WERNER HERZOG: Yes, I have Salt and Fire, a feature film, a narrative feature film about a mysterious hostage taking in Bolivia, where the leader of a scientific, small scientific delegation is taken prisoner and she’s deliberately stranded in the middle of the largest salt flats on our planet, together with two almost blind boys. It’s very mysterious. Only at the end of the film you learn what happened and why it happened. So Into the Inferno, and now Salt and Fire. I’m getting films confused now. I still have yet another big epic feature film, Queen of the Desert, that hasn’t been released in North America yet.
AMT: I’m waiting for that. Gertrude Bell. It’s the story of Gertrude Bell.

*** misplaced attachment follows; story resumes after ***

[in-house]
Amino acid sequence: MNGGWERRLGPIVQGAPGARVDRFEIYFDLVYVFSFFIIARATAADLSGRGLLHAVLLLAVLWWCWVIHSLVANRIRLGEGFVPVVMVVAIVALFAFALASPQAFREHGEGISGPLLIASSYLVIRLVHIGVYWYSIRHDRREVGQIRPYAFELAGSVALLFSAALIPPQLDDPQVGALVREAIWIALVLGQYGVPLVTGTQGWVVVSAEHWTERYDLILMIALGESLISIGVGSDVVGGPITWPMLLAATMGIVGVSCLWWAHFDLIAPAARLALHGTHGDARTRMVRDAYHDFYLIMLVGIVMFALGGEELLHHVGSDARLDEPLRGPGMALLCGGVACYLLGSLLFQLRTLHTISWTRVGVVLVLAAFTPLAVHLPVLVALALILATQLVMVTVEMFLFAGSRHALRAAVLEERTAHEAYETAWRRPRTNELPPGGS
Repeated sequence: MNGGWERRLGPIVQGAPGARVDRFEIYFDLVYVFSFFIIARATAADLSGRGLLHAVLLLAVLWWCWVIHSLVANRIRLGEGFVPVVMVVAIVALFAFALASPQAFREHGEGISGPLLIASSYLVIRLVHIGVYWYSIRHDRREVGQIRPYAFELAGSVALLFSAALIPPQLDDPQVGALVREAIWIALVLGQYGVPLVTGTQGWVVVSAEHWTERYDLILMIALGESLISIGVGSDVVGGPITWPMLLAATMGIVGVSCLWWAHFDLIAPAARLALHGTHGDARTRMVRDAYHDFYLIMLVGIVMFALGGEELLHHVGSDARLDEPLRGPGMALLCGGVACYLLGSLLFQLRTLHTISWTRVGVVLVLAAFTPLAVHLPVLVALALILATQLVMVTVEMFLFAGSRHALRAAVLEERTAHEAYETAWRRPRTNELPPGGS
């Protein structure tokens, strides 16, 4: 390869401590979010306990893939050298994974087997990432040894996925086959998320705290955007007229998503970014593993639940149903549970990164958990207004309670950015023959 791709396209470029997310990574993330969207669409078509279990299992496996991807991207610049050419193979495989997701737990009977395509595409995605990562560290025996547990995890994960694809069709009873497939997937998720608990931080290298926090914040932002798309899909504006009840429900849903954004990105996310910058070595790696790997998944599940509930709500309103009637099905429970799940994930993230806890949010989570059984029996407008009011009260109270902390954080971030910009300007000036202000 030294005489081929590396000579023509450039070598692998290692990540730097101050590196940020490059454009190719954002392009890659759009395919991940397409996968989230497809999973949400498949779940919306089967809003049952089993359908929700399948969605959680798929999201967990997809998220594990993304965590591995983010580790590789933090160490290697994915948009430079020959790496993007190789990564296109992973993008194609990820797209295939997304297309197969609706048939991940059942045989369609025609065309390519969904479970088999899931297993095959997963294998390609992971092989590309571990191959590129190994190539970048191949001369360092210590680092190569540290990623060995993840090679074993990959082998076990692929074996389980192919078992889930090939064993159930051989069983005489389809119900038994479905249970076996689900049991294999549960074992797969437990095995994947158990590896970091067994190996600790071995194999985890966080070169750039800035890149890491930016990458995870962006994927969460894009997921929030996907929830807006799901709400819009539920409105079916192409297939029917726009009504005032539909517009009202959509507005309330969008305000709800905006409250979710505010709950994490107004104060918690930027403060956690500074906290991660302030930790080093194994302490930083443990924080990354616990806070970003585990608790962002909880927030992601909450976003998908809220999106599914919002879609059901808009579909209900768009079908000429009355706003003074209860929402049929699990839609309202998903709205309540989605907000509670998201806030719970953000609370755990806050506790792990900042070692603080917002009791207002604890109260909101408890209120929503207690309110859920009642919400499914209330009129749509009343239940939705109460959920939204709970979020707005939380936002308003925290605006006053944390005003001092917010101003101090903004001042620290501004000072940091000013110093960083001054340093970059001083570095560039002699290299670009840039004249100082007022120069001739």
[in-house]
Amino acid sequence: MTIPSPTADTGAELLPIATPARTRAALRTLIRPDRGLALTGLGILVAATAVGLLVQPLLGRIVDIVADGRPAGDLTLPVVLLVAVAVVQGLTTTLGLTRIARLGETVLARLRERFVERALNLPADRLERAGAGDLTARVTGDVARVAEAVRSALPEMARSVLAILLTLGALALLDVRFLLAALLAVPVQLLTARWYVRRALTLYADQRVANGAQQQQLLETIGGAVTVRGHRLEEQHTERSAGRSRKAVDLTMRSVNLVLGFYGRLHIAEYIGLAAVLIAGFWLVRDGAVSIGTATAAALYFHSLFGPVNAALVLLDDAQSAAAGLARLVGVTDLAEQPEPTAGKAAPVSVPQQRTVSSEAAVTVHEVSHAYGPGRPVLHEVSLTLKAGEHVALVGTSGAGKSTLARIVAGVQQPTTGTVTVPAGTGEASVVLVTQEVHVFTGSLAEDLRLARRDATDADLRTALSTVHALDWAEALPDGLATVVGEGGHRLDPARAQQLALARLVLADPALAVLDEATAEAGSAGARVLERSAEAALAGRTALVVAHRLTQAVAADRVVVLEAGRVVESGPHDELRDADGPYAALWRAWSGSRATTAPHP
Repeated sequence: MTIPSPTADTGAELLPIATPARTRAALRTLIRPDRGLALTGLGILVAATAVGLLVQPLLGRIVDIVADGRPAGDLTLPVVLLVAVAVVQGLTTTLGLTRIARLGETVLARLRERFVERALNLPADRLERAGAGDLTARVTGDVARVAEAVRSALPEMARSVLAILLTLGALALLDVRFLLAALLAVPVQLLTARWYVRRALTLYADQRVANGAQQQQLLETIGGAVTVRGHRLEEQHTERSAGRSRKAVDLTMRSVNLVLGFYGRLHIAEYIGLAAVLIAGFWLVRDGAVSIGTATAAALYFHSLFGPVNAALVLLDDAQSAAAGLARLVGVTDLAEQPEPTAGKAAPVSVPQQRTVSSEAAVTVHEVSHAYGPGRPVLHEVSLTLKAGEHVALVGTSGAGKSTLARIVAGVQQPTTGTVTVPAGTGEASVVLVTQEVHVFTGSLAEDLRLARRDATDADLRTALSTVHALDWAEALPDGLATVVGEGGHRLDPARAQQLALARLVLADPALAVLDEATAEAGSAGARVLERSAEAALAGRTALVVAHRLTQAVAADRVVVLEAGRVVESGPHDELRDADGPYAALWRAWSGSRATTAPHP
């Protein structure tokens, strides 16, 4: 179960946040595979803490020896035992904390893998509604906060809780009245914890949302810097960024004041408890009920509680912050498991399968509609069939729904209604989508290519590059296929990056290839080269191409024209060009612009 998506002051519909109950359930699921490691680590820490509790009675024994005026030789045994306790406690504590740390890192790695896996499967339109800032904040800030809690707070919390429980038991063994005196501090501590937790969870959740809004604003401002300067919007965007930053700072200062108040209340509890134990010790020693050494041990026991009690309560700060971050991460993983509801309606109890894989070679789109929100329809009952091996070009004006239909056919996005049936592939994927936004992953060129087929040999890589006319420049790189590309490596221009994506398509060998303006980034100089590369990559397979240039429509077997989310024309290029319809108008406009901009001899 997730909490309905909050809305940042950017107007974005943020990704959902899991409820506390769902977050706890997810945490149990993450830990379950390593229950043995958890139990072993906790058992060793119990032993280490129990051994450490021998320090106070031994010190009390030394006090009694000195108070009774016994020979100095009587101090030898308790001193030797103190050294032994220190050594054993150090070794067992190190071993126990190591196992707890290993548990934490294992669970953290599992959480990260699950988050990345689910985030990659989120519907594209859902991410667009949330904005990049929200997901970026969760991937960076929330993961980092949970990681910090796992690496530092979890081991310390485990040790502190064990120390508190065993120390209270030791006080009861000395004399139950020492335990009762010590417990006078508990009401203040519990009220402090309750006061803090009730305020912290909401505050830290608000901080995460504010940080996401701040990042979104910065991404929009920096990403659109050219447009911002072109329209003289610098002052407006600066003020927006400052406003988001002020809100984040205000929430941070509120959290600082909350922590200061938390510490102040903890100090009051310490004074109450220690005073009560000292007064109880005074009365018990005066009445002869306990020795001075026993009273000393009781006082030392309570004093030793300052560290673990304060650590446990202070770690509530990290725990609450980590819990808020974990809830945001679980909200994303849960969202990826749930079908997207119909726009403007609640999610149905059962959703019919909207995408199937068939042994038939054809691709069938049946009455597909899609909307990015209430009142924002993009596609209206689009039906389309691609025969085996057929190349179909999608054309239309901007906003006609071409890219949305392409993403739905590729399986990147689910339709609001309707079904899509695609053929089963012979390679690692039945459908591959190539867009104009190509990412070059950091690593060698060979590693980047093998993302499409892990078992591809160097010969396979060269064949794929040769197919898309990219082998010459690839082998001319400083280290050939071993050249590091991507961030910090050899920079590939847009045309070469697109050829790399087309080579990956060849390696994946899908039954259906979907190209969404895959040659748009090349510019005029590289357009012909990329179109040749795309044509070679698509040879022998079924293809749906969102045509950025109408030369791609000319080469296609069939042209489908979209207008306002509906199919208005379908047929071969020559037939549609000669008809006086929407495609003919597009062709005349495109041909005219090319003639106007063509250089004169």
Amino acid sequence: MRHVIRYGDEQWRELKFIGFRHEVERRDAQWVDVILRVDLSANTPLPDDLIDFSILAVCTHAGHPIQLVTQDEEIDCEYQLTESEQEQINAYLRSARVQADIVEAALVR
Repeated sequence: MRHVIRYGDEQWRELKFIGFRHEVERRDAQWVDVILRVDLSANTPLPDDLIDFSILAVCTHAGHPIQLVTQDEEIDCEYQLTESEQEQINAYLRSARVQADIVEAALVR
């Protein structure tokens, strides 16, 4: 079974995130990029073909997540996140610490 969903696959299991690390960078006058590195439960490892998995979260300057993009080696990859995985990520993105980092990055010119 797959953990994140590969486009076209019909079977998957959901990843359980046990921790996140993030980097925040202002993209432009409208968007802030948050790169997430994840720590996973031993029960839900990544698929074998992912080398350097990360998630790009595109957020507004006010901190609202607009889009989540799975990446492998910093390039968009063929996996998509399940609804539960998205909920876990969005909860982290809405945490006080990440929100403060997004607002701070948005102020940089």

WERNER HERZOG: Yes, but it’s not a biopic. People thought it was a biopic but it’s more about poetry and space and loneliness and about tragic love stories of her. A biopic would be 10 and a half hours long and it probably would be boring as a movie.
AMT: I’m going to be really anxious to see that. Nicole Kidman stars in that, am I right?
WERNER HERZOG: Nicole Kidman, yes.
AMT: Because Gertrude Bell is the great unknown of the—she was the—
WERNER HERZOG: The Lawrence of Arabia. The female Lawrence of Arabia.
AMT: She was his mentor.
WERNER HERZOG: In a way, yes. He stole a lot of information and intelligence but of course, Lawrence himself was a very knowledgeable man and was deeply rooted in the world of the Arabs and in the world of Bedouins. But she was probably the one who understood the Bedouins better than any Western person, probably ever.
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